The Gold Report: Since you last spoke to The Gold Report in March, the price of gold has collapsed. What happened?
Rob Cohen: Gold has collapsed when compared to the U.S. dollar, but not when compared to other hard assets. For instance, since gold was allowed to float in 1971, its average price ratio per ounce to the price of a barrel of oil has been 15:1. Right now, it's about 13:1, so it's not that far from the mean. We remain a little puzzled by what has happened. Going back to 2008, there's been a strong correlation between the expanding balance sheet of the Federal Reserve and the rising price of gold, but that link has been cut, at least for now.
We have also had some positive economic data out of the U.S.
TGR: Is this positive data really all that positive?
RC: We do question the fundamentals underneath the data. Unemployment numbers are beating expectations, but the U.S. doesn't count "discouraged workers" as unemployed. So the true number is not 7% but really about 11.3%. The trade deficit has narrowed, but this is due to increases in domestic oil and gas production and not from increasing exports.
TGR: Do you think that $1,300/ounce ($1,300/oz) is gold's new ceiling?
RC: Not necessarily. There are a lot of signs that the U.S. dollar could crack. It faces serious stresses from trade deficits with China and Europe and countries—like China—that manipulate their currencies in order to put U.S. exporters at such a disadvantage. This cannot go on indefinitely. If the U.S. dollar loses purchasing power for whatever reason, this will be manifested in a higher gold price.
TGR: To what extent is the price of gold affected by Indian purchases? The government of India has moved against gold buying to protect the rupee. Is this a battle it can win?
RC: I don't think so. Don't forget, Indians were buying gold quite happily at much higher prices than today. India is a country where the fiat currency is not that dependable as a store of value. Restricting gold means smuggling, and the current illegal premium is estimated to be the old import tax plus $200/oz. And now the Indian government isn't getting that tax.
The world has mined about 2,500 tons/year of gold for the past decade or so. With the falloff in the demand from India, whatever it may be, China and other countries have stepped in and picked up the slack. There is no evidence of huge amounts of gold floating around with nowhere to go.
TGR: Is Asia becoming the dominant continent for ownership of gold bullion?
RC: The desire is there, but the amount of gold available is so restricted, there's a perennial demand for more. China has more than $3 trillion of foreign exchange reserves, and if it wanted to back that with gold, it would need to buy hundreds of tons a year. This year is perhaps unique because 800 tons were released when investors flooded out of exchange-traded funds. China would have had the capacity to absorb that, but it is a Communist country, and it doesn't announce its gold purchases to the world.
TGR: In this depressed market, how do companies stand out from the pack and prove their worth to investors? Are healthy margins essential in this respect?
RC: I look at this industry as having a relatively constant profit margin in the 20–30% range. In other words, when gold prices go up, the cost structure will go up. Expenses such as oil, chemicals, tires, Caterpillar equipment, etc., are not as much in the control of companies as investors might think. Market prices are determined by the purchasing power of a dollar, and when dollars lose purchasing power, absolute price levels move up.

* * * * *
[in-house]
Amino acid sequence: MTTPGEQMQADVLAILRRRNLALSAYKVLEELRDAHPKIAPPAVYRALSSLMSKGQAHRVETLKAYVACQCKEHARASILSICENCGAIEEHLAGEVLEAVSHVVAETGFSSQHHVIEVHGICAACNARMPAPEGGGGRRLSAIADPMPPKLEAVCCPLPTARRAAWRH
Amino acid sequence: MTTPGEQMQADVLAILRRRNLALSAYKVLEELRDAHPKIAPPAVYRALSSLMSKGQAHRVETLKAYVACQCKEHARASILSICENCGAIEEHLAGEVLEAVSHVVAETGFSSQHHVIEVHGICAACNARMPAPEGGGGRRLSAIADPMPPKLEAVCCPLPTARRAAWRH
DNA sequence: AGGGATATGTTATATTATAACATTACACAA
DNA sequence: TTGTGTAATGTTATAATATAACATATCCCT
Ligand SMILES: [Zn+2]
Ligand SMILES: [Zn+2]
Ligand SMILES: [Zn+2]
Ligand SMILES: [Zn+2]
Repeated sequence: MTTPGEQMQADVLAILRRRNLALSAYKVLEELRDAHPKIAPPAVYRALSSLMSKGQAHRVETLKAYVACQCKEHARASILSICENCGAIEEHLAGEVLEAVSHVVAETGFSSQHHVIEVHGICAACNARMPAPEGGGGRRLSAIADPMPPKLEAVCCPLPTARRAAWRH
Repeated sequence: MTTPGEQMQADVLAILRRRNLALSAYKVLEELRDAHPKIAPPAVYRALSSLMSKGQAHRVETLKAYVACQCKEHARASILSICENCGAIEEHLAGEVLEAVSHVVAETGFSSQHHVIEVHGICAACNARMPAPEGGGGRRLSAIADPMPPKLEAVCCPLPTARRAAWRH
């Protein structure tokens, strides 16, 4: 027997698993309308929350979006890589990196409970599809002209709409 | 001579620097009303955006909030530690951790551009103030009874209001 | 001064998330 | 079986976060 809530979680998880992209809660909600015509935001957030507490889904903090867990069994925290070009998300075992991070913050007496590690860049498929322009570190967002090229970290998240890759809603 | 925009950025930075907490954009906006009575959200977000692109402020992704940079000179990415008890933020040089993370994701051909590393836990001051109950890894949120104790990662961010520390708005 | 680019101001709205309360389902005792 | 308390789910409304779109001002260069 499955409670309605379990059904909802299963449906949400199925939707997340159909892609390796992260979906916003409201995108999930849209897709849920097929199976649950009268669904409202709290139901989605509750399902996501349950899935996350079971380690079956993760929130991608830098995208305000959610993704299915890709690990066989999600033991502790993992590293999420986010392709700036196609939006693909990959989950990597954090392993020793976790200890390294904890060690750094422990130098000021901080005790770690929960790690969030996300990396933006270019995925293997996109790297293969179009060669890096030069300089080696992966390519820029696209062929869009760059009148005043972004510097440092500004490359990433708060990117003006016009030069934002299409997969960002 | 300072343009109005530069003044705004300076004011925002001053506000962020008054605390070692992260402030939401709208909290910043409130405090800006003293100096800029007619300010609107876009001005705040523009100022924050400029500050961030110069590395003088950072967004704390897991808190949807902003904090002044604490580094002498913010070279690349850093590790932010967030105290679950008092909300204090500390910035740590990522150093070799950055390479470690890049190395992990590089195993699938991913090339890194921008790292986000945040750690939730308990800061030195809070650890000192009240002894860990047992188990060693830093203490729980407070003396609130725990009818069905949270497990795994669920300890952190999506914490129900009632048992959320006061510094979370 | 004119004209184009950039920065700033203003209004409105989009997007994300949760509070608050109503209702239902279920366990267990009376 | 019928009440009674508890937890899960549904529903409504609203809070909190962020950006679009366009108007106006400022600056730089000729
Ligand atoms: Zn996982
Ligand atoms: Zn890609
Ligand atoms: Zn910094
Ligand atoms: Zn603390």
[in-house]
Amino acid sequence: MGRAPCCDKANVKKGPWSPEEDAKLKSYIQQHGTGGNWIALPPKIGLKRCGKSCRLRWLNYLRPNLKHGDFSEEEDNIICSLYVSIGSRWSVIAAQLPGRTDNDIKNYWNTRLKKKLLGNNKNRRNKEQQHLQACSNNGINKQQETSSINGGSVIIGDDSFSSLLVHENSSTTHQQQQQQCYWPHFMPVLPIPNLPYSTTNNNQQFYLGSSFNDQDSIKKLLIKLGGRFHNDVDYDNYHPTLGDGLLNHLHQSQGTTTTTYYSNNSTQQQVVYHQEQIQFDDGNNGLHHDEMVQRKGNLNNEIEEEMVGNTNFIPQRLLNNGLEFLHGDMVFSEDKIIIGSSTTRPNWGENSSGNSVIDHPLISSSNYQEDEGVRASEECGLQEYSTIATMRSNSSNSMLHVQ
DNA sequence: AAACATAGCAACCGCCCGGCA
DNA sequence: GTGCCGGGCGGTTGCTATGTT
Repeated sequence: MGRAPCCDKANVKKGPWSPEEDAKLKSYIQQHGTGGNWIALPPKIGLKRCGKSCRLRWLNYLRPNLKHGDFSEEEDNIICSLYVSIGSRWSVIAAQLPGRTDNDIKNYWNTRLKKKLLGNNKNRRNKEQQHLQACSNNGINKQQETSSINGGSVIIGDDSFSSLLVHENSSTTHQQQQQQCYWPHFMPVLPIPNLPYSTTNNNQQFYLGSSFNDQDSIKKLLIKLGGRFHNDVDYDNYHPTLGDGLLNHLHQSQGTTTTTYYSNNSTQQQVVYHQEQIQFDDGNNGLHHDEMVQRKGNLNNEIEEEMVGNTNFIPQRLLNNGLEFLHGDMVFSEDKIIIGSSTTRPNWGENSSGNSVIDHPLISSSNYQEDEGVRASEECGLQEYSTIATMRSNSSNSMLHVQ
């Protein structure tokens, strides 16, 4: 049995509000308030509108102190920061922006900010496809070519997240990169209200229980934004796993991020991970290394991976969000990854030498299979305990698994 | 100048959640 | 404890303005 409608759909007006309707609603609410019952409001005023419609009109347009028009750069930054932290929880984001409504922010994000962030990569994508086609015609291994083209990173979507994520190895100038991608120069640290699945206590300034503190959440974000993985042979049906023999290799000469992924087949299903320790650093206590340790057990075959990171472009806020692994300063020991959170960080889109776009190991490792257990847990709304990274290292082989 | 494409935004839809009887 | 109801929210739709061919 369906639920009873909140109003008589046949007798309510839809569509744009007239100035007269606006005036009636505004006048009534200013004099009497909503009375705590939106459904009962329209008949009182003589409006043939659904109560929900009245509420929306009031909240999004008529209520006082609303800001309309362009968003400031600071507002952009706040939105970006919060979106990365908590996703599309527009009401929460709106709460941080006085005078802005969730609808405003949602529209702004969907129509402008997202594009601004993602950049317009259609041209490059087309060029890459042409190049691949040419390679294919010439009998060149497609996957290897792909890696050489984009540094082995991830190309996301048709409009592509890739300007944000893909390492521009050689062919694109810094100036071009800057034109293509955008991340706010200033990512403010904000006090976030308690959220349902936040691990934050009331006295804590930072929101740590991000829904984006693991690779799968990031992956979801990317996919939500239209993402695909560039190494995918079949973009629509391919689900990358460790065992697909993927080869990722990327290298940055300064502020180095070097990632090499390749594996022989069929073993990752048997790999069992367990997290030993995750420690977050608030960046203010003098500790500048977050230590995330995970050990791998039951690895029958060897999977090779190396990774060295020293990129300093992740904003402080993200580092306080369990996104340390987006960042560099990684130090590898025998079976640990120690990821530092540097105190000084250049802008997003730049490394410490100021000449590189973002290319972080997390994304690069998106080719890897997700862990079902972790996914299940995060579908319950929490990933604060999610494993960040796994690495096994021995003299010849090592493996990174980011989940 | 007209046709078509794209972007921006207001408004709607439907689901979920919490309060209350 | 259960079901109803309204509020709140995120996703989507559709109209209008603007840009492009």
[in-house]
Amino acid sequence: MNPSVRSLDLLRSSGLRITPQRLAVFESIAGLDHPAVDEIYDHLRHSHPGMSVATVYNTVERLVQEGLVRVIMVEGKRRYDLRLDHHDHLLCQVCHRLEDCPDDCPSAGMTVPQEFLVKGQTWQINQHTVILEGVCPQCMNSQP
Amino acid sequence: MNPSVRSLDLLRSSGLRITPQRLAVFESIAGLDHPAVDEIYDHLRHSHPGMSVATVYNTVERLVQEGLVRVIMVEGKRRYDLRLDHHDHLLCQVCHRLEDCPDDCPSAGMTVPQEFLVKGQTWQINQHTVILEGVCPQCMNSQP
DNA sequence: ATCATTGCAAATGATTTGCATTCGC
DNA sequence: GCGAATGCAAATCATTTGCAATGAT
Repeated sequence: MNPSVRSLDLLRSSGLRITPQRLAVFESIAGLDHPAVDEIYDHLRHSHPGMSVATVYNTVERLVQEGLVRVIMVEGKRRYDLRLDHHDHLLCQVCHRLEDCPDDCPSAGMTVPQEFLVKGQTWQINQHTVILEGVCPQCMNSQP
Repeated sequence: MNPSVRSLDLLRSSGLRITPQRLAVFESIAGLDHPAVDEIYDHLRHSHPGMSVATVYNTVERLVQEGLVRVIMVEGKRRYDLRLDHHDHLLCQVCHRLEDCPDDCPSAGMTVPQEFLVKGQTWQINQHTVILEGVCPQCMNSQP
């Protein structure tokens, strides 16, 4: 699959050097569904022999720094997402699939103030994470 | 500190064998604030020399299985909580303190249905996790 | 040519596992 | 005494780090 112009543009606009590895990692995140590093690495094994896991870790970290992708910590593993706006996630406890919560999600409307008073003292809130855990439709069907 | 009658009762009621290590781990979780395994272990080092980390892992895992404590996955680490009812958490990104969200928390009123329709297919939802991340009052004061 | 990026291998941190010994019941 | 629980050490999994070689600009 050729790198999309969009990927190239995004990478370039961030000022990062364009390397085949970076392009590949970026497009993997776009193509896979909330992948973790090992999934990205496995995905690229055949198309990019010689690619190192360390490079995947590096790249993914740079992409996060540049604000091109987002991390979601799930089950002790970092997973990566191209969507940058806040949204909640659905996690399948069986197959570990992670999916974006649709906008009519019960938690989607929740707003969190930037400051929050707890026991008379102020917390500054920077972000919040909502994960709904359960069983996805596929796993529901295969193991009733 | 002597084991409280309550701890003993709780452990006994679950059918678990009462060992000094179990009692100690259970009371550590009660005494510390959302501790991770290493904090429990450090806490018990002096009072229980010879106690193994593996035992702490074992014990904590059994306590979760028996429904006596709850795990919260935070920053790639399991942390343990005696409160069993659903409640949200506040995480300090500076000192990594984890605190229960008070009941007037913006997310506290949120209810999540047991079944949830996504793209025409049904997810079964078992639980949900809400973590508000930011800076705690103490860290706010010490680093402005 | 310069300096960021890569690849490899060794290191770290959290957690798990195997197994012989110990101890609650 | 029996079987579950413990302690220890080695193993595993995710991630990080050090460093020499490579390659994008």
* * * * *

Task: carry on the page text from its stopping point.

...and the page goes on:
TGR: Have precious metals miners cut costs substantially?
"Gold has collapsed when compared to the U.S. dollar, but not when compared to other hard assets."
RC: In Q3/13 many companies met or beat expectations and patted themselves on the back for getting their costs down. But many of these costs fell because of the dollar's increased purchasing power. Let's say a company produces gold for $1,000/oz. Many people think that's an absolute that will withstand time, but that's not quite true. If the price of gold fell to $1,000/oz, that would not wipe out profits. Eventually, costs would come down to say $800/oz, and companies would still have an approximate 20% margin. And if gold goes up to $1,300/oz and beyond, costs such as energy prices will have an equivalent rise.
TGR: Is there a right way and a wrong way to cut costs?
RC: Absolutely. We have companies saying, "OK, we've cut our exploration budget in half," but they haven't truly cut that budget until they've truly cut the amount of meters drilled. If a company cuts the number of meters drilled in half, exploration costs should probably be one-quarter. The market should be better attuned to whether management is truly cutting, say by cutting employees and creating efficiencies, as opposed to taking credit for reduced costs on the downside.
We can expect the oil/gold ratio to stay at probably at least 13:1. So if gold goes up, oil will likely go up correspondingly—as will mining companies' energy bills. This cannot be controlled. Investors should learn to focus on profit margins, rather than absolute dollar margins. They should think of companies producing at 20% margins regardless of the gold price.
TGR: Given how low equities have fallen, do you anticipate a wave of takeovers?
RC: We've already had quite a few this year. However, most of the acquisitions are head scratchers as far as I'm concerned—companies buying cheap but not necessarily profitable ounces.